Monmouthshire family's call after girl's toxic shock syndrome death
The family of a teenager who died after using a tampon for the first time are calling for the effects of toxic shock syndrome to be taught in all schools.
Natasha Scott-Falber, 14, from Caerwent, Monmouthshire, died in her sleep in 2013 and thought she had been recovering from a sickness bug.
Her mother said she had been unaware of the symptoms of toxic shock syndrome, which can affect those wearing tampons.
AM William Graham is backing the campaign.
According to advice from NHS Choices, toxic shock syndrome (TSS) can affect men, women and children, and it can be caused by insect bites or burns.
But for reasons that are still not understood, a significant proportion of cases occur in women who are on their period and using a tampon, and particularly those designed to be "super absorbent".
Doctors say the risk of toxic shock syndrome is greater in young people.
It is thought that this is because many older people have developed immunity to the toxins produced by the bacteria.
Natasha's family said she did not know why she was ill and thought she was recovering from the sickness bug norovirus.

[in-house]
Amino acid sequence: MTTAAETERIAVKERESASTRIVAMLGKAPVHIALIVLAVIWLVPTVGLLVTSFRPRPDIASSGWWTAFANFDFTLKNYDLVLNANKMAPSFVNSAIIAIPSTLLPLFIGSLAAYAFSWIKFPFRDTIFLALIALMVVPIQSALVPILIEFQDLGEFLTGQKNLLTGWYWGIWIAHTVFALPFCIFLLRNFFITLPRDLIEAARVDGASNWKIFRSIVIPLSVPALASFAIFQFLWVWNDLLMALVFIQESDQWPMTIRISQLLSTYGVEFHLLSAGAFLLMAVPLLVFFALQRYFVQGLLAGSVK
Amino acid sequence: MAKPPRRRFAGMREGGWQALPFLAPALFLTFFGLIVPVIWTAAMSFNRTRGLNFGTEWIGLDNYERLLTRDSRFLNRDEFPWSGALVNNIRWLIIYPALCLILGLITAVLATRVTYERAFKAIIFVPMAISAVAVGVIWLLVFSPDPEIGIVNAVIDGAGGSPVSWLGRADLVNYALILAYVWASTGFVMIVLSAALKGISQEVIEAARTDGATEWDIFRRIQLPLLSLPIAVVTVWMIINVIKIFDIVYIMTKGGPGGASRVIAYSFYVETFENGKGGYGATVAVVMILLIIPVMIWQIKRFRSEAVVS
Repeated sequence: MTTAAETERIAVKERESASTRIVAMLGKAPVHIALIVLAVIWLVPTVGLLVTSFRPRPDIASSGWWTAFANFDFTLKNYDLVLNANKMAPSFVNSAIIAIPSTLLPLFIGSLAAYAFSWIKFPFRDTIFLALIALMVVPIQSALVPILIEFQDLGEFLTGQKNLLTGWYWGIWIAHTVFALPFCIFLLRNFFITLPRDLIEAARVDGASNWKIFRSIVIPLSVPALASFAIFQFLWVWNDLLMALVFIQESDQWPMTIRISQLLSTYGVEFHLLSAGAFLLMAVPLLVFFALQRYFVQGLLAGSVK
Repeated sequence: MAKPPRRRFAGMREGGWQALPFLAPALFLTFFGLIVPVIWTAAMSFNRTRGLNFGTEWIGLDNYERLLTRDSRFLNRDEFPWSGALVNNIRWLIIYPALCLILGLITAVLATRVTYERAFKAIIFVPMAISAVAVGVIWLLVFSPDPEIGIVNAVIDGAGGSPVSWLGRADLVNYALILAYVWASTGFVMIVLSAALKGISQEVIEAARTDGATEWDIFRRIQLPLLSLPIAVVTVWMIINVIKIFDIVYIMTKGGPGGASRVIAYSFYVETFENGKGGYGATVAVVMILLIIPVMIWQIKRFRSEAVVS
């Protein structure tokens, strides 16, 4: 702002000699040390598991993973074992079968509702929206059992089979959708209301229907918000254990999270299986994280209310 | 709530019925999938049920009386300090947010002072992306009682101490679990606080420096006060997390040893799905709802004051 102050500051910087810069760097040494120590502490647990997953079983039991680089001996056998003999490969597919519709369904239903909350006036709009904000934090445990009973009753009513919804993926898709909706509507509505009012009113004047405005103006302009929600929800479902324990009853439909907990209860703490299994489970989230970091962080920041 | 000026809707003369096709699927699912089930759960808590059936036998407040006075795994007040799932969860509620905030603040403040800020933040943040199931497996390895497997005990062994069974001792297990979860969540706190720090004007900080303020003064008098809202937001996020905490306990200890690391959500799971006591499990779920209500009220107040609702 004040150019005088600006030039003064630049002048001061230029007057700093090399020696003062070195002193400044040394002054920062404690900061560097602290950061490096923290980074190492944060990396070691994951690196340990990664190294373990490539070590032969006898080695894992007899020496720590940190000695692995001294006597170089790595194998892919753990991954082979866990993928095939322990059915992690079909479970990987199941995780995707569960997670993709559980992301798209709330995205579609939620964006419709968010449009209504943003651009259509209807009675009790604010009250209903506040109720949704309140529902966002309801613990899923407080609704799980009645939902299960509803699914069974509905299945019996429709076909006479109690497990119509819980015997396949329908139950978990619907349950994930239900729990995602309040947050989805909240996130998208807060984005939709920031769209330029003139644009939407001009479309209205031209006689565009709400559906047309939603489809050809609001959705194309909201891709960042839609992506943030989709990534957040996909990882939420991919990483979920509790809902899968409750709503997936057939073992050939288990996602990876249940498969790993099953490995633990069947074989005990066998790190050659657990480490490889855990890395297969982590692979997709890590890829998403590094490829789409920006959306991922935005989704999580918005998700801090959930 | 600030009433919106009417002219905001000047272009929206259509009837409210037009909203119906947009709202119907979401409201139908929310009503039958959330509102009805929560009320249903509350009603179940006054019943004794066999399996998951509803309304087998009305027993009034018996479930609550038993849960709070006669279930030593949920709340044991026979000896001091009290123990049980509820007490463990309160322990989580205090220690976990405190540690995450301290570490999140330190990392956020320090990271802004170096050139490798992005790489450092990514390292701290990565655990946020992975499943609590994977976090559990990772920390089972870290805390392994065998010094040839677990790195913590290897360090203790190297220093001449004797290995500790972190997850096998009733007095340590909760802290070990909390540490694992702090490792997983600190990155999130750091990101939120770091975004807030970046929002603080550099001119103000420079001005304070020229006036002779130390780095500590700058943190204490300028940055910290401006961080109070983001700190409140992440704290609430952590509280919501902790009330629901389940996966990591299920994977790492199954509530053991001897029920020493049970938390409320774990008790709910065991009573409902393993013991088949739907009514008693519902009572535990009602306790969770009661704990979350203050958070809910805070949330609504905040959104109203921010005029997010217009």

Her mother Mandy said that despite being aware of the risks, she did not know enough to recognise the symptoms of TSS when Natasha became ill.
"Because she was poorly I kept checking that she had taken the last tampon out..." she said.
"I asked her on three occasions. The last time I asked her she told me off and said 'Mummy I've taken the tampon out, it's fine', so I promised I wouldn't say anything about it again.
"If I have known the symptoms... I told her to read the leaflet; I didn't read the leaflet. So that's why we're doing the campaign, to get people to know the symptoms."
Conservative south Wales east assembly member Mr Graham who is backing the family's call, said it should become part of the curriculum so all children in Wales are told clearly what could happen and what to do it it does.
According to the toxic shock syndrome information service Organisation, funded and supported by manufactures of sanitary protection products in the UK, one in three people in the UK carry the bacteria which causes it.
Some 40 people a year go on to develop toxic shock syndrome and every year two or three people die.
But experts in the field say that while it is a serious life threatening condition, if diagnosed and treated early with antibiotics, there is a good chance of recovery, and improvement is usually shown within 48 hours.